Perhaps in the presented photograph one can see far from the largest crater on the dwarf planet Ceres, however this is one of the most interesting for scientists.
Although usually all attention is focused on a large crater 92 kilometers in diameter or 57 miles, which was called Occator (because some ice remains in the center of its volcano were found on it), it nevertheless has rounded outlines, unlike the unusual Haulani crater polygonal shape with a photo.
In addition, it should be said that Haulani is a relatively young crater. This is evidenced by landslides around its “rim” and fresh soil. The information obtained is very important, because with the help of it, scientists will be able to learn more about the rocks of the dwarf planet Ceres.
“The crater Haulani gave us all the information necessary to study the surface of Ceres. This is a certain success,” said Martin Hoffman, a NASA co-researcher responsible for monitoring and operating cameras on spacecraft at the Planck Institute for Solar System Research. "The bottom of the crater is protected from external influences, so it contrasts so sharply against the background of older rocks of the surface."
But what is the cause of the polygonal shape of the crater? Scientists suggest that the answer lies in the internal structure of the planet Ceres. According to NASA, straight edges, which are so clearly visible along the rim of the crater, can be the result of both external and internal effects. Haulani was widely known in scientific circles, the study of the Dawn of NASA is still continuing a comprehensive study of Ceres and its lowlands, stretching about 385 km or 240 miles in length.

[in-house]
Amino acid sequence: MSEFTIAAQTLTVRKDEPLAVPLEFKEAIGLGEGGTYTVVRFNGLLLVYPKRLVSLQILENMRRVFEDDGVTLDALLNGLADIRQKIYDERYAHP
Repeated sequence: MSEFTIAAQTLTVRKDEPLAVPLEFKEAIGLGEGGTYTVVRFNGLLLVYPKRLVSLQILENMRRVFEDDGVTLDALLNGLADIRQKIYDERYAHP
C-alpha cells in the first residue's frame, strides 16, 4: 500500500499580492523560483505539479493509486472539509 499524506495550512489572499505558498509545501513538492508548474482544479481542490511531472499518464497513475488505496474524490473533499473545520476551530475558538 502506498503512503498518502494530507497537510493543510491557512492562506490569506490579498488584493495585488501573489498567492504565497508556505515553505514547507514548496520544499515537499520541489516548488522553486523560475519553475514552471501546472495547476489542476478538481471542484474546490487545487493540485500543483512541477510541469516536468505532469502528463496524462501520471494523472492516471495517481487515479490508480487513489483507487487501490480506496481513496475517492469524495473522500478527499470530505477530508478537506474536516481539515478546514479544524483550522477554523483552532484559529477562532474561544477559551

Planetary scientists also became interested in the Occator crater. Its peculiarity is that it received the name "hidden treasure". Although it is only 10 kilometers in diameter or 6 miles, the bright, mysterious spots in particular could not go unnoticed. Occator also allows you to see some interesting elements in the structure of Ceres. On one of its sides, the ground material is at a lower level of the surface, which demonstrates deep fractures and perhaps even caves in the rock.
"Little Okkator can make a great contribution to the development of science in the study of the surface of Ceres," said Chris Russell, NASA research supervisor at the University of California, Los Angeles.
The drone will not complete its mission soon, because it has to collect all the data accumulated in more than a year, only after that the spacecraft will be able to return to Earth. Obtaining such detailed knowledge of Ceres, scientists can “read it” as an open book related to the mythical worlds, because before humanity could not have thought that it could ever reach such heights in the field of space, and most importantly, be able to understand in detail the process formation of planets.